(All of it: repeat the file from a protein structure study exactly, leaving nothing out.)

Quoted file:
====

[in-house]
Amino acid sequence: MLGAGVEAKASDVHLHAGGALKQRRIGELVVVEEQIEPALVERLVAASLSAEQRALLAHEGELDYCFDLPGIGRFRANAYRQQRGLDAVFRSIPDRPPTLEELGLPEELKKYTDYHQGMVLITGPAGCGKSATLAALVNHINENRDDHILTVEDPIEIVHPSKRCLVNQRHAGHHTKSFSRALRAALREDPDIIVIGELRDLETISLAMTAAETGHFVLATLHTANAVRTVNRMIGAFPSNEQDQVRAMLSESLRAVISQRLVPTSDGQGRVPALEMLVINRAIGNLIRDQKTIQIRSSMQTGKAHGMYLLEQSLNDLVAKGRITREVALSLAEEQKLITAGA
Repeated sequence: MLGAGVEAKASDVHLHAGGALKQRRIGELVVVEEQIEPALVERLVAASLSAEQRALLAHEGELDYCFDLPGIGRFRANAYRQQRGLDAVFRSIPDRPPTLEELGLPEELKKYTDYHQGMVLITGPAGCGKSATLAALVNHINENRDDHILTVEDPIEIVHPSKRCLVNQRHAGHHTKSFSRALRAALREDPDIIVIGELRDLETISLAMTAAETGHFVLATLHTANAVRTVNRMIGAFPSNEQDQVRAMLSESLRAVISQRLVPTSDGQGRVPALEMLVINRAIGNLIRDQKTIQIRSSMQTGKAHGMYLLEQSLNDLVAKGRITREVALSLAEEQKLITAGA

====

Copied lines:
[in-house]
Amino acid sequence: MLGAGVEAKASDVHLHAGGALKQRRIGELVVVEEQIEPALVERLVAASLSAEQRALLAHEGELDYCFDLPGIGRFRANAYRQQRGLDAVFRSIPDRPPTLEELGLPEELKKYTDYHQGMVLITGPAGCGKSATLAALVNHINENRDDHILTVEDPIEIVHPSKRCLVNQRHAGHHTKSFSRALRAALREDPDIIVIGELRDLETISLAMTAAETGHFVLATLHTANAVRTVNRMIGAFPSNEQDQVRAMLSESLRAVISQRLVPTSDGQGRVPALEMLVINRAIGNLIRDQKTIQIRSSMQTGKAHGMYLLEQSLNDLVAKGRITREVALSLAEEQKLITAGA
Repeated sequence: MLGAGVEAKASDVHLHAGGALKQRRIGELVVVEEQIEPALVERLVAASLSAEQRALLAHEGELDYCFDLPGIGRFRANAYRQQRGLDAVFRSIPDRPPTLEELGLPEELKKYTDYHQGMVLITGPAGCGKSATLAALVNHINENRDDHILTVEDPIEIVHPSKRCLVNQRHAGHHTKSFSRALRAALREDPDIIVIGELRDLETISLAMTAAETGHFVLATLHTANAVRTVNRMIGAFPSNEQDQVRAMLSESLRAVISQRLVPTSDGQGRVPALEMLVINRAIGNLIRDQKTIQIRSSMQTGKAHGMYLLEQSLNDLVAKGRITREVALSLAEEQKLITAGA